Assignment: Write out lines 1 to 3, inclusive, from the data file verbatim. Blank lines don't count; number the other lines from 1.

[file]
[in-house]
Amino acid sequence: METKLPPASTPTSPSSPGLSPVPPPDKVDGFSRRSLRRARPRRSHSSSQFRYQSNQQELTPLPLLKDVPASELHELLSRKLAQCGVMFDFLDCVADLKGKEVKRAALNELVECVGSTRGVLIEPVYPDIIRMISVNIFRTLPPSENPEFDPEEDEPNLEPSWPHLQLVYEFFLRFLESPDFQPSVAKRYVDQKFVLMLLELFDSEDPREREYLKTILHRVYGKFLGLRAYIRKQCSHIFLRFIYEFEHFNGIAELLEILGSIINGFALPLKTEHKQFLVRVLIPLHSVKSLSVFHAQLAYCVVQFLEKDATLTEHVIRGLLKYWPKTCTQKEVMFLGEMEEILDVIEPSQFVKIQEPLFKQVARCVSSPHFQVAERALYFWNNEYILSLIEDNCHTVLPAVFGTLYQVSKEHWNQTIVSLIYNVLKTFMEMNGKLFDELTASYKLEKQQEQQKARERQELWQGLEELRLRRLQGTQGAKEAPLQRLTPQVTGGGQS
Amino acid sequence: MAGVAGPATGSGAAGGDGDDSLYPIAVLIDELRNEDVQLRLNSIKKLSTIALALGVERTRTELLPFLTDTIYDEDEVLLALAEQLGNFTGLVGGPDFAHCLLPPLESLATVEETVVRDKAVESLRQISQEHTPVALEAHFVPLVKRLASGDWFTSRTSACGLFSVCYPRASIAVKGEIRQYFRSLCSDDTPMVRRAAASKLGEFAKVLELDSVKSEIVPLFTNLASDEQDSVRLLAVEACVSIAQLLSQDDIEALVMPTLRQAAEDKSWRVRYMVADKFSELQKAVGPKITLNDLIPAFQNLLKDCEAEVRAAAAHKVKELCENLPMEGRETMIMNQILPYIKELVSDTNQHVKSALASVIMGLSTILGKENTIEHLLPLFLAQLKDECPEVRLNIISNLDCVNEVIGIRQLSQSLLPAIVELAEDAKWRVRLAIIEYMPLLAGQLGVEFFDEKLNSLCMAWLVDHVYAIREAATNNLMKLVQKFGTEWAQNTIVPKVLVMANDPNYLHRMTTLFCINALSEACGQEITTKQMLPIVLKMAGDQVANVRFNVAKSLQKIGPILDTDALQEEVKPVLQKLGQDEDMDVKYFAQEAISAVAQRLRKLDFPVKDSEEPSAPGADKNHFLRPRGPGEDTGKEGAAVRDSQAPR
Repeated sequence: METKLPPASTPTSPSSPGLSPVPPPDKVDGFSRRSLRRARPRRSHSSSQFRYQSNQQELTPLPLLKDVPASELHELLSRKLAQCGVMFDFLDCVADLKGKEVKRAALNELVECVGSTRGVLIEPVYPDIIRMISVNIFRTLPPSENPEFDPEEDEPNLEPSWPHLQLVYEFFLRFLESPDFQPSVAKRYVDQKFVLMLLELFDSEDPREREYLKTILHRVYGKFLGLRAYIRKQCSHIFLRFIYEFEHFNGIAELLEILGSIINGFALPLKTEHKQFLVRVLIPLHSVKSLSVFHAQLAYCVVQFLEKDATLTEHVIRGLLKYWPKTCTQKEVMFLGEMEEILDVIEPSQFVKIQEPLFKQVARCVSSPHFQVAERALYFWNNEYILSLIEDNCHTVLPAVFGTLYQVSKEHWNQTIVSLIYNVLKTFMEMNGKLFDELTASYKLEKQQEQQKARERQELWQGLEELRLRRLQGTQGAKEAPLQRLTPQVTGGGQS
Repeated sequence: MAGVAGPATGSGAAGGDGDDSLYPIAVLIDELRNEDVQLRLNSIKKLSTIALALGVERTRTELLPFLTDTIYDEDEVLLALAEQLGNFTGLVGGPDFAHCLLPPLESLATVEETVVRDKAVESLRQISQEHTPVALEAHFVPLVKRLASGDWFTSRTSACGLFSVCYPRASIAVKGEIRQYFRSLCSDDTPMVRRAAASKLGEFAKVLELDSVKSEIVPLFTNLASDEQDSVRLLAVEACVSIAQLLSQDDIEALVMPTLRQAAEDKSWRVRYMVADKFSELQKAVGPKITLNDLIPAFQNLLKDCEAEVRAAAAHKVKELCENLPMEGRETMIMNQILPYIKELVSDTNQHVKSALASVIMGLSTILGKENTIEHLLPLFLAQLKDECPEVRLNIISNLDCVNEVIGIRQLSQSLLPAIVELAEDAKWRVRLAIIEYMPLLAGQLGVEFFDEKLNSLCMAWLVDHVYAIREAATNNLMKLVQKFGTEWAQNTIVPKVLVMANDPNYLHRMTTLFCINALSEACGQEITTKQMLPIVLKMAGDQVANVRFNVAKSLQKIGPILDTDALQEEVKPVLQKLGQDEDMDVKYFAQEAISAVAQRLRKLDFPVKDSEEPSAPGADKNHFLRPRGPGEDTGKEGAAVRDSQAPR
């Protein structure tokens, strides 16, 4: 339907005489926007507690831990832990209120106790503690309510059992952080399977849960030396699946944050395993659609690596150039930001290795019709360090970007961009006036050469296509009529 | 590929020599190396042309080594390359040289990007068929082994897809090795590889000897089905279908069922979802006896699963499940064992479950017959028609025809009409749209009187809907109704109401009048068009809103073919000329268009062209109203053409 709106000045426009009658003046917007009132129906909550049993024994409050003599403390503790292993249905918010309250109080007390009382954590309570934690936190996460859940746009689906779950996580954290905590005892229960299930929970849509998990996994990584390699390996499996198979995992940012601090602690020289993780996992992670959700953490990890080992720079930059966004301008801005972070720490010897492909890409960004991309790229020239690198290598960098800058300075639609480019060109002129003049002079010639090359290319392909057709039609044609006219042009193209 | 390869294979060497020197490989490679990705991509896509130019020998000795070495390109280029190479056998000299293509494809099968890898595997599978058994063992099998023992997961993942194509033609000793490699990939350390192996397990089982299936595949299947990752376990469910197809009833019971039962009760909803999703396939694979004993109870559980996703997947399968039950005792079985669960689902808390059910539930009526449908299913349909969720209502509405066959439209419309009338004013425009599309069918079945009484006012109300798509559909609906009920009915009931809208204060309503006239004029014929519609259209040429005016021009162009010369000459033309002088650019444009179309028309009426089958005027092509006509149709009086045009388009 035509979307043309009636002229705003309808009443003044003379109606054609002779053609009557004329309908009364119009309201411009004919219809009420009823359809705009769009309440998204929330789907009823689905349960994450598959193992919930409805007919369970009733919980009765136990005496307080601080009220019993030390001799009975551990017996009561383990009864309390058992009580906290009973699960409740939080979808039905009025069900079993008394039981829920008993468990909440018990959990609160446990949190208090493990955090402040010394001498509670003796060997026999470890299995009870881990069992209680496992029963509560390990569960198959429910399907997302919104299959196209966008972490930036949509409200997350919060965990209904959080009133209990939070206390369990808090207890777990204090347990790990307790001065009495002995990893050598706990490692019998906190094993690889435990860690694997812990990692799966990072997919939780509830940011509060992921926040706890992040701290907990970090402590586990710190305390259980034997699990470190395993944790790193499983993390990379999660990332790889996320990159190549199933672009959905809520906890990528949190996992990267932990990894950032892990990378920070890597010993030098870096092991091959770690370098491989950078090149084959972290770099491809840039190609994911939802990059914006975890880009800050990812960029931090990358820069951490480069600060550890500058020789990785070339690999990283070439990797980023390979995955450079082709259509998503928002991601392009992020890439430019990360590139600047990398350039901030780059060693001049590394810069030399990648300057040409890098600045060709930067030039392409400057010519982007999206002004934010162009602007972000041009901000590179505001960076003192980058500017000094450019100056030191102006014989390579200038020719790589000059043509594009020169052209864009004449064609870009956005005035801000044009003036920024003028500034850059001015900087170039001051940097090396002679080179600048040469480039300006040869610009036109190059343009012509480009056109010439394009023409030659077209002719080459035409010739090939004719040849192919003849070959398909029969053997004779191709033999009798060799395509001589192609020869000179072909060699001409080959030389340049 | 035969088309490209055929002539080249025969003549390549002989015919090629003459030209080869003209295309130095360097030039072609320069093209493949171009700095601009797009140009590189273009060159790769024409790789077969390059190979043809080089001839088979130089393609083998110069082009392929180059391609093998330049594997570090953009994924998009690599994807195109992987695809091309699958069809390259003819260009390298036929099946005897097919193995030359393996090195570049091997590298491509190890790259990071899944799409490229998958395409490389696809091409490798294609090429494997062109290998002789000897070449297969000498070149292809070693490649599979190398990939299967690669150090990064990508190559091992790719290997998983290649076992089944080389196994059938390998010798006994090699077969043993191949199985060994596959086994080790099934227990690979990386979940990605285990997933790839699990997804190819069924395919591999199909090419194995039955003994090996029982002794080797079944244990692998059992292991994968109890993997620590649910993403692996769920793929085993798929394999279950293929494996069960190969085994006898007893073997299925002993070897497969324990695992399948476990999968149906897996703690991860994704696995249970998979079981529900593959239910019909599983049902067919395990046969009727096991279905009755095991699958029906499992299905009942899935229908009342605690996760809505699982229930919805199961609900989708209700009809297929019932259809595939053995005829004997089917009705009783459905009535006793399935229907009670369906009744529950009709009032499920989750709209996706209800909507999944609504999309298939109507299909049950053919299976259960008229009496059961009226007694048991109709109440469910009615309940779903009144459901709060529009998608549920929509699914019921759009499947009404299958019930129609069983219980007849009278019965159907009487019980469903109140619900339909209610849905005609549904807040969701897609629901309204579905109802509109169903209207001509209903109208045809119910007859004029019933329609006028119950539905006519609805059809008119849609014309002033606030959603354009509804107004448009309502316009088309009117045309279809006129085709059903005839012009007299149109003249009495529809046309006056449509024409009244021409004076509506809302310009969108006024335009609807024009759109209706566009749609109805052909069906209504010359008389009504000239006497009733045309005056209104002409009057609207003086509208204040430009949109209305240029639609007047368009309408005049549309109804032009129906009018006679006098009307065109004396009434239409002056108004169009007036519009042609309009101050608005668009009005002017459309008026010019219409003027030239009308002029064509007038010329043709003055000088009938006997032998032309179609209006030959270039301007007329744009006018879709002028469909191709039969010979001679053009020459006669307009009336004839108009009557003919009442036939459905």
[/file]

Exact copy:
[in-house]
Amino acid sequence: METKLPPASTPTSPSSPGLSPVPPPDKVDGFSRRSLRRARPRRSHSSSQFRYQSNQQELTPLPLLKDVPASELHELLSRKLAQCGVMFDFLDCVADLKGKEVKRAALNELVECVGSTRGVLIEPVYPDIIRMISVNIFRTLPPSENPEFDPEEDEPNLEPSWPHLQLVYEFFLRFLESPDFQPSVAKRYVDQKFVLMLLELFDSEDPREREYLKTILHRVYGKFLGLRAYIRKQCSHIFLRFIYEFEHFNGIAELLEILGSIINGFALPLKTEHKQFLVRVLIPLHSVKSLSVFHAQLAYCVVQFLEKDATLTEHVIRGLLKYWPKTCTQKEVMFLGEMEEILDVIEPSQFVKIQEPLFKQVARCVSSPHFQVAERALYFWNNEYILSLIEDNCHTVLPAVFGTLYQVSKEHWNQTIVSLIYNVLKTFMEMNGKLFDELTASYKLEKQQEQQKARERQELWQGLEELRLRRLQGTQGAKEAPLQRLTPQVTGGGQS
Amino acid sequence: MAGVAGPATGSGAAGGDGDDSLYPIAVLIDELRNEDVQLRLNSIKKLSTIALALGVERTRTELLPFLTDTIYDEDEVLLALAEQLGNFTGLVGGPDFAHCLLPPLESLATVEETVVRDKAVESLRQISQEHTPVALEAHFVPLVKRLASGDWFTSRTSACGLFSVCYPRASIAVKGEIRQYFRSLCSDDTPMVRRAAASKLGEFAKVLELDSVKSEIVPLFTNLASDEQDSVRLLAVEACVSIAQLLSQDDIEALVMPTLRQAAEDKSWRVRYMVADKFSELQKAVGPKITLNDLIPAFQNLLKDCEAEVRAAAAHKVKELCENLPMEGRETMIMNQILPYIKELVSDTNQHVKSALASVIMGLSTILGKENTIEHLLPLFLAQLKDECPEVRLNIISNLDCVNEVIGIRQLSQSLLPAIVELAEDAKWRVRLAIIEYMPLLAGQLGVEFFDEKLNSLCMAWLVDHVYAIREAATNNLMKLVQKFGTEWAQNTIVPKVLVMANDPNYLHRMTTLFCINALSEACGQEITTKQMLPIVLKMAGDQVANVRFNVAKSLQKIGPILDTDALQEEVKPVLQKLGQDEDMDVKYFAQEAISAVAQRLRKLDFPVKDSEEPSAPGADKNHFLRPRGPGEDTGKEGAAVRDSQAPR